The rest of the chapter supports his contention that Ammianus's exhibition of autopsy (personal testimony) bolsters his authority as a historian (66). Two examples support this argument, the passage in which Ammianus claimed to have seen the Persian army fifty miles away (18.6.20-3, 18.7.1-2) and Ammianus's account of the great tsunami of 365 CE (26.10.15-9). In the first case, it has long been pointed out that Ammianus must have had eagle eyes to see at such a distance. Kelly defends Ammianus by unfolding this passage as an ecphrasis, a combination of the eyewitness account with the historian's account. The latter consisted in a "pardonable exaggeration" (86), a reference to Herodotus, a classic whose authority increased Ammianus's credibility (87). In the second case (the tsunami, which restates Kelly's previous publication on the topic3), autopsy not only lends credence to a marvelous occurrence and marvelous association with previous literature, it is a way for Ammianus to present his account as superior to others (92-3). Moreover, Kelly argues that this passage's depiction of a ship inland, which Ammianus claimed to have seen, "flung around and yawning apart from long decay" from the giant wave, constitutes a metaphor for the state, evoking the consequence of Julian's death for the Roman state, against Christian writers who interpreted it as a sign of God's anger with Julian's reversal of the triumph of the Church (96). For Kelly, this piece is a mise en abyme representing Ammianus's main argument, because it illustrates the incoming fall of the Empire at Adrianople (99).

While Kelly has obviously read Ammianus very closely and presents mostly very sound interpretations, he also occasionally seems to be carried away and argues for readings that are a bit of a stretch (as Kelly himself anticipates, at 77: this "may seem to some to be over-interpretation of a few linguistic oddities.") Chapter 2 includes two such forced readings. In the first case, Kelly claims that the autobiographical passages occur especially in contexts of solitude and danger. Solitude, we are asked to believe, is a "metaphor for [Ammianus'] loneliness in the field of history. By showing himself alone, he suggests that his historical testimony is unique" (72). Even more questionably, Kelly argues that similarity of language between Ammianus's account of Julian (16.1.3: fides integra rerum) and his account of a captured Persian spy who had "revealed the full truth of things" (18.6.16: pandit rerum integram fidem) makes the latter a "potential historian" (75) and a historien manqué (76). Another passage (18.5.7, cited by Kelly at 76), seems to depict the spy as a potential informant, the likely source of Ammianus's account of events in the Persian Empire. Additionally, a less literary inclined reader might well conclude that the spy "pandit rerum integram fidem" as a result of undergoing torture precisely so that he would reveal the truth.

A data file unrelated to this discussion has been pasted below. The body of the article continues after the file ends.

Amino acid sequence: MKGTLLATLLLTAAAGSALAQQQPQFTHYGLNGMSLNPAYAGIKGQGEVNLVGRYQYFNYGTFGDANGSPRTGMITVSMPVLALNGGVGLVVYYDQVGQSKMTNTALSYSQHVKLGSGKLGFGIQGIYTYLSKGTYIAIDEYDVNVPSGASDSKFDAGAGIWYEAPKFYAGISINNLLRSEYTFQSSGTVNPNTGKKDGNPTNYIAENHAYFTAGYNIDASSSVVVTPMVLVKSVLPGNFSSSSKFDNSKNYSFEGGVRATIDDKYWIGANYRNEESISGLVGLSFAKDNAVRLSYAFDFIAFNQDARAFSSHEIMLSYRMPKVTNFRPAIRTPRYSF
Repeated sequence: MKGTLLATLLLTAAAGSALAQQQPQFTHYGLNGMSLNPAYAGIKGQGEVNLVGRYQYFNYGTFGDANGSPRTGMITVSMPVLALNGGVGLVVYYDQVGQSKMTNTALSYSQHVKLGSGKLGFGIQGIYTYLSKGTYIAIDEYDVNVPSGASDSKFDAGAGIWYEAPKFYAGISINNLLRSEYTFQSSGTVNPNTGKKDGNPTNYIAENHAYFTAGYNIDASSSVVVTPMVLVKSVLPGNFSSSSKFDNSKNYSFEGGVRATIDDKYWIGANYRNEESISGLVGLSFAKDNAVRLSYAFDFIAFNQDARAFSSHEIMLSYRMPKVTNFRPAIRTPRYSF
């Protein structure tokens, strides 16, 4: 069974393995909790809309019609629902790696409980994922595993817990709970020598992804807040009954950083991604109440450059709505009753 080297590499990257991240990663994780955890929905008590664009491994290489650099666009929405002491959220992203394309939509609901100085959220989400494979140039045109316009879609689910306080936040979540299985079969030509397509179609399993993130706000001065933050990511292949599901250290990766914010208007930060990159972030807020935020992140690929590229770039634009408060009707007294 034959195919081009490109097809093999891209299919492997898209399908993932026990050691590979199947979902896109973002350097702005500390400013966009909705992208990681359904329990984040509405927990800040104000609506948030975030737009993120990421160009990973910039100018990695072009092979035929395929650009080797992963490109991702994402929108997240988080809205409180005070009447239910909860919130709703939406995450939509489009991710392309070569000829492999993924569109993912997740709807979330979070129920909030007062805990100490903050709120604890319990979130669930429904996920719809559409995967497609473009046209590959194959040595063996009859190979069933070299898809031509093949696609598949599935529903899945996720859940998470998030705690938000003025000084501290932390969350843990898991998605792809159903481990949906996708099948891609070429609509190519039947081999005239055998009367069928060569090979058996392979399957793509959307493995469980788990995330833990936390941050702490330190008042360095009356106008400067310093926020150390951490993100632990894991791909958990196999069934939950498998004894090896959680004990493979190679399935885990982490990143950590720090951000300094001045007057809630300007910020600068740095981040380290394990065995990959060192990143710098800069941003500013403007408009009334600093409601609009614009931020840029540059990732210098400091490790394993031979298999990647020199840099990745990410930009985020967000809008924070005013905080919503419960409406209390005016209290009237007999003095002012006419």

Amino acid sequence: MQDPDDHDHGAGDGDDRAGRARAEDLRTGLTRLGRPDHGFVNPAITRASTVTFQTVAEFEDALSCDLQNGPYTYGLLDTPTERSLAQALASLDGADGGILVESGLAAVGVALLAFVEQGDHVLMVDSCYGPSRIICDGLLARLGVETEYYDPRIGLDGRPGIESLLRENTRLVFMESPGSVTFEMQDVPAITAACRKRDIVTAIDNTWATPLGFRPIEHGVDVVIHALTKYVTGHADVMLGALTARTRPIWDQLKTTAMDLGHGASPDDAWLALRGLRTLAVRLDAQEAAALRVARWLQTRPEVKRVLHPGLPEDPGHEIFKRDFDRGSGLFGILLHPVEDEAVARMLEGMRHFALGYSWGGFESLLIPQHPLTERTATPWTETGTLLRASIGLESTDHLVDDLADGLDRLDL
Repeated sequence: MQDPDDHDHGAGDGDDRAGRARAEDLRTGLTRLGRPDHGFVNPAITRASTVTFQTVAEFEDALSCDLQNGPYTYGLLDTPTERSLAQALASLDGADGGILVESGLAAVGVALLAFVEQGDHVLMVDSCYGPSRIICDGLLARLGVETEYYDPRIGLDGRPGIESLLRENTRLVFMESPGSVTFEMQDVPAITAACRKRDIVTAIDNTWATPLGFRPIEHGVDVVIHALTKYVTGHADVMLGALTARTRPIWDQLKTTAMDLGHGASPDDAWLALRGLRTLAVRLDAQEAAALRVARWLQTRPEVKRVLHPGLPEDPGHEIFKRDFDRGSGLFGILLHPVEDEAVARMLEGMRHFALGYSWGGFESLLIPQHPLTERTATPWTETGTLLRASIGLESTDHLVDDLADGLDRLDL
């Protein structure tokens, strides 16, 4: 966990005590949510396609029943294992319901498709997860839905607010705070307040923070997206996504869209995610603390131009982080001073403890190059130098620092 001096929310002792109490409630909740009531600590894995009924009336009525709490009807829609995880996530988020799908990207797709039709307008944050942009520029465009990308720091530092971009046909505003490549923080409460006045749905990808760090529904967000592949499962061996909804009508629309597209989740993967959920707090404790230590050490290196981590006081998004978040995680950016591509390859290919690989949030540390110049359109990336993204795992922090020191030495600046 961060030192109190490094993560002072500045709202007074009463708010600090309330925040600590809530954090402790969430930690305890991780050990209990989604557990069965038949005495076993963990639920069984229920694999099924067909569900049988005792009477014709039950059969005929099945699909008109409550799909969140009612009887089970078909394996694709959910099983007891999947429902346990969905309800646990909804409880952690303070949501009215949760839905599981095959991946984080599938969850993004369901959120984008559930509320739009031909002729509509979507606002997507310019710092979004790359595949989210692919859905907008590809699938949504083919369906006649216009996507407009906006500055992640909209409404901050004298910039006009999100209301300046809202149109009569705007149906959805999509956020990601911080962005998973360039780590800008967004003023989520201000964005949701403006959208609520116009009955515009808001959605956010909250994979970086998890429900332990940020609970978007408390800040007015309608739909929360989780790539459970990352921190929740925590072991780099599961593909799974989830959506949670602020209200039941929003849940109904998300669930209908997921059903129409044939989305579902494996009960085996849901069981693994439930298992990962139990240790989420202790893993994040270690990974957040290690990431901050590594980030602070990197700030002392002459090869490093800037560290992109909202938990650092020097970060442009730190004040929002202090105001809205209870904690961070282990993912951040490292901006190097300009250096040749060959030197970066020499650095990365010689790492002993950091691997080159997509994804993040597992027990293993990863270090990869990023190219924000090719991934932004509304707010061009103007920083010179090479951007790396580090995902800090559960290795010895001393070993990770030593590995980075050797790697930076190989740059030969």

Chapter 3 completes Kelly's first objective, to show "The Limits of Biography." Here, Kelly asserts that Ammianus lived in Rome during the late 380s, where he wrote and presented his work (109). Concerning his controversial city of birth, Kelly insists that the debate should be focused away from Libanius' Ep. 1063 (addressed to a fellow Antiochene writer in Rome named Marcellinus), and argues that there is sufficient "cumulative evidence" that Ammianus was, if not a citizen, at least a resident of Antioch (114: oral traditions [23.5.3, 22.12.8]; 115: first-person accounts [19.8.12, 25.10.1, 29.1-2]) both as a youth and later in his life. Kelly refuses to take sides on the Antioch debate, instead reminding his reader that late antique members of the elite were mobile and would have had many homes. As with the question of veracity, Kelly points out that efforts to determine whether or not Ammianus was a citizen of Antioch are misguided, instead rightly focusing on the importance of the city in the historian's work (116). Section 2 of this chapter tackles the question of Ammianus's social status and career, and Kelly points out that military or administrative origins for his family would fit well with Antioch and Ammianus's bilingualism (122). Only speculation is possible for his later years, with one certainty: that he moved to Rome around 375-385 (130). Although Kelly repeatedly supports Barnes's argument that Ammianus disliked Christianity, Kelly discards the latter's suggestion that our historian was an apostate (130: "pure and unsupported speculation.") Regarding his social rank, Kelly concludes inevitably that he was uir perfectissimus, the highest equestrian rank, which was conferred to a protector domesticus upon retirement (131). In a third section devoted to Rome, Kelly concludes that Ammianus's Roman digressions (14.6 and 28.4) were not autobiographical and that he was not expelled from Rome (133-4). His high status as well as the support of the influential Hypatius would militate against such a view (136). In a fourth section on Ammianus's personal relationships, Kelly argues that political opinions predominated over personal bias (142-54).

Chapter 4 ("Ammianus' Intertextuality") opens the second part of the book and is the most debatable. In addition to coming too late to be useful, as already mentioned, it is also oddly organized. After his presentation of definitions and the historiography of his topic, Kelly introduces a catalogue of seven types of allusion (opposites, divided allusions, punning alterations, alterations of context, glossing, window allusions and exemplary) which he has identified in Ammianus. The problem is that the presentation mixes examples of each category with a narrative that discusses it later or before the relevant example, without obvious identification of which is related to what. For example, Kelly. does not appear to discuss the last category, "exemplary," while the last paragraph introduces a previously unidentified allusion to Julian's own Caesares that Kelly presents as a way for Ammianus to "correct" his source (213). It remains unclear what type of allusion the latter represents.